Goodbye, 'Flappy Bird': Developer Mysteriously Removes App from Stores

Feb 10, 2014 10:23 AM EST | Jordan Ecarma

The surprise hit game "Flappy Bird" has been removed from app stores by its creator, who said that the media were "overrating" the game's success.

The addictive free app, which has been downloaded 50 million times, came from Vietnam-based developer Dong Nguyen, Business Insider reported.

Nguyen tweeted a warning on Saturday, telling fans, "I am sorry 'Flappy Bird' users, 22 hours from now, I will take 'Flappy Bird' down. I cannot take this anymore."

The game has since been removed from all online stores, the New York Daily News reported.

Nguyen, who was bringing in $50,000 a day in ad revenue from the game, launched the app in May 2013, but it didn't become a hit until recently, according to Business Insider.

Gizmodo hypothesized that Nguyen took down the game because of a potential lawsuit surrounding the setting of Flappy Bird, which has a classic video game look extremely similar to the "Super Mario" world.

The creator denied that possibility in a tweet but remained mysterious about his reasons for taking down an app that was so popular.

"It is not anything related to legal issues," Ngyuen tweeted on Saturday. "I just cannot keep it anymore."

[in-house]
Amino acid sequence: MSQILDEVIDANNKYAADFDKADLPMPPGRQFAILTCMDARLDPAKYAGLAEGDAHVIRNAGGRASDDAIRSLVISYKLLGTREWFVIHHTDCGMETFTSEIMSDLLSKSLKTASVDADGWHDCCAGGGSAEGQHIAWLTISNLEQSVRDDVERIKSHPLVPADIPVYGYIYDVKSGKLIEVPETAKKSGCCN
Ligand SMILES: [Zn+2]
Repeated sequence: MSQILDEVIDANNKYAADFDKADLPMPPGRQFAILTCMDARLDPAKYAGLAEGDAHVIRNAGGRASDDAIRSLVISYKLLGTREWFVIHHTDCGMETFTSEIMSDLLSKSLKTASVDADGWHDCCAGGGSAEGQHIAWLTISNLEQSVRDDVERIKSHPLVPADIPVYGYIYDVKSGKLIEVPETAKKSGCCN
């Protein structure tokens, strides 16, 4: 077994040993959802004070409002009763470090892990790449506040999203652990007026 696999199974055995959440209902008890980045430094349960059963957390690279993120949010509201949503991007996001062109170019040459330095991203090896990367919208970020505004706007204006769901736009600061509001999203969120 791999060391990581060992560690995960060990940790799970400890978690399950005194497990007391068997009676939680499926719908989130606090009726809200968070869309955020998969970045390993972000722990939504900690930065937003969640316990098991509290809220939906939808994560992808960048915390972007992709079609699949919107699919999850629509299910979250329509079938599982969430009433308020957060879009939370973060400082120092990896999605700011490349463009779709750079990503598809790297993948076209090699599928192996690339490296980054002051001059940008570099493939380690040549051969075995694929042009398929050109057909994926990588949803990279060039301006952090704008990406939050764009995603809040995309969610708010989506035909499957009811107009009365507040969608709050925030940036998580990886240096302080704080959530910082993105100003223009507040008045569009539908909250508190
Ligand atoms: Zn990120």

The simple game, which lets users guide a bird up and down to dodge  green pipes, reportedly took less than a week to create. It was the No. 1 app in the country, beating out a copycat called "Ironpants" and Facebook's critical hit app, "Paper," which sits at third place.

Nguyen, who has declined to comment to Reuters about his decision, spoke to The Verge last week about the success of his indie app and why it was popular among users.

"The reason Flappy Bird is so popular is that it happens to be something different from mobile games today, and is a really good game to compete against each other," Nguyen told The Verge. "People in the same classroom can play and compete easily because [Flappy Bird] is simple to learn, but you need skill to get a high score." 

The Vietnam developer hinted at being overwhelmed by the press attention in an earlier tweet that was posted on Feb. 4.

"Press people are overrating the success of my games," Nguyen wrote. "It is something I never want. Please give me peace."

Removing the game from app stores won't be the end of it since users who previously downloaded Flappy BIrd will still have it on their phones. Some people seem to be taking advantage of the app's limited availability by selling phones with the game downloaded in pricey eBay auctions, USA TODAY reported.

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